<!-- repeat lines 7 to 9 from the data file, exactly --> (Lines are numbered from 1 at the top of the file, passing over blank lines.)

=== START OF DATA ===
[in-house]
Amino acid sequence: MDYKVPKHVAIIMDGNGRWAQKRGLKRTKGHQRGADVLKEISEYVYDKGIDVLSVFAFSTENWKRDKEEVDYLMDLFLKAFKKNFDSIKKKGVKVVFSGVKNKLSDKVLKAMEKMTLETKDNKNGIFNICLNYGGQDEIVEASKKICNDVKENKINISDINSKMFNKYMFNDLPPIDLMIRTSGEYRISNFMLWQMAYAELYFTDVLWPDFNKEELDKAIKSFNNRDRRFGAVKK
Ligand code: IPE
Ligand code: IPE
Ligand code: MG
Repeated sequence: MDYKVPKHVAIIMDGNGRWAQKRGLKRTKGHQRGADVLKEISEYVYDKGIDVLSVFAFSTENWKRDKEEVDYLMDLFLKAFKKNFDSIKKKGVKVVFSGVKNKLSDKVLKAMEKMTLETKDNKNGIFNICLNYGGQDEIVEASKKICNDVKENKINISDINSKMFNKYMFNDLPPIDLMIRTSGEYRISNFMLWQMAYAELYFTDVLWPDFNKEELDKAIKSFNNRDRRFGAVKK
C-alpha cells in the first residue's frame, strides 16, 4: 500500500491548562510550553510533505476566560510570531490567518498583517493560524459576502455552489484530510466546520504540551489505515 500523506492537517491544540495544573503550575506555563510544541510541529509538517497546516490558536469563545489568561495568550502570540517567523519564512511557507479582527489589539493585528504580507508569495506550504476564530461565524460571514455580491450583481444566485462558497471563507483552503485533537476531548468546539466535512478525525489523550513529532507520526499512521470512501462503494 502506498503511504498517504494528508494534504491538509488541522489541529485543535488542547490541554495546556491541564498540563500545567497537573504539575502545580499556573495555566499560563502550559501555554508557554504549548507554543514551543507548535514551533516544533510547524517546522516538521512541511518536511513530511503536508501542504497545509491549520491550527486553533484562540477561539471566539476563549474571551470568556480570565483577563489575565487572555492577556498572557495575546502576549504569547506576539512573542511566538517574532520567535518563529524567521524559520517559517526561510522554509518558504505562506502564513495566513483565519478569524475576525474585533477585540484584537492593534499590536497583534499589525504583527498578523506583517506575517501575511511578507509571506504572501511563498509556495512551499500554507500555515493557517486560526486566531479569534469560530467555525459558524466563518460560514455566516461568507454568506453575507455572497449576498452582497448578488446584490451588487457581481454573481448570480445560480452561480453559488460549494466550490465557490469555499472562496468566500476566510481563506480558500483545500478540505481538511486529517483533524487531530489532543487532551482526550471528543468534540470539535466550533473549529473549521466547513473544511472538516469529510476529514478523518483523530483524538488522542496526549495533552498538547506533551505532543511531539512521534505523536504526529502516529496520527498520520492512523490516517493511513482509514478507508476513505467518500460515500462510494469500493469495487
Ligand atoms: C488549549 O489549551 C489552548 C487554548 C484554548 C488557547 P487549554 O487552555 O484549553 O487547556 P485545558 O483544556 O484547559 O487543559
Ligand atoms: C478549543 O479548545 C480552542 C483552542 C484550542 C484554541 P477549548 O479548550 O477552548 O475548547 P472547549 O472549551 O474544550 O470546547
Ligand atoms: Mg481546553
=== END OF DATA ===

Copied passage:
C-alpha cells in the first residue's frame, strides 16, 4: 500500500491548562510550553510533505476566560510570531490567518498583517493560524459576502455552489484530510466546520504540551489505515 500523506492537517491544540495544573503550575506555563510544541510541529509538517497546516490558536469563545489568561495568550502570540517567523519564512511557507479582527489589539493585528504580507508569495506550504476564530461565524460571514455580491450583481444566485462558497471563507483552503485533537476531548468546539466535512478525525489523550513529532507520526499512521470512501462503494 502506498503511504498517504494528508494534504491538509488541522489541529485543535488542547490541554495546556491541564498540563500545567497537573504539575502545580499556573495555566499560563502550559501555554508557554504549548507554543514551543507548535514551533516544533510547524517546522516538521512541511518536511513530511503536508501542504497545509491549520491550527486553533484562540477561539471566539476563549474571551470568556480570565483577563489575565487572555492577556498572557495575546502576549504569547506576539512573542511566538517574532520567535518563529524567521524559520517559517526561510522554509518558504505562506502564513495566513483565519478569524475576525474585533477585540484584537492593534499590536497583534499589525504583527498578523506583517506575517501575511511578507509571506504572501511563498509556495512551499500554507500555515493557517486560526486566531479569534469560530467555525459558524466563518460560514455566516461568507454568506453575507455572497449576498452582497448578488446584490451588487457581481454573481448570480445560480452561480453559488460549494466550490465557490469555499472562496468566500476566510481563506480558500483545500478540505481538511486529517483533524487531530489532543487532551482526550471528543468534540470539535466550533473549529473549521466547513473544511472538516469529510476529514478523518483523530483524538488522542496526549495533552498538547506533551505532543511531539512521534505523536504526529502516529496520527498520520492512523490516517493511513482509514478507508476513505467518500460515500462510494469500493469495487
Ligand atoms: C488549549 O489549551 C489552548 C487554548 C484554548 C488557547 P487549554 O487552555 O484549553 O487547556 P485545558 O483544556 O484547559 O487543559
Ligand atoms: C478549543 O479548545 C480552542 C483552542 C484550542 C484554541 P477549548 O479548550 O477552548 O475548547 P472547549 O472549551 O474544550 O470546547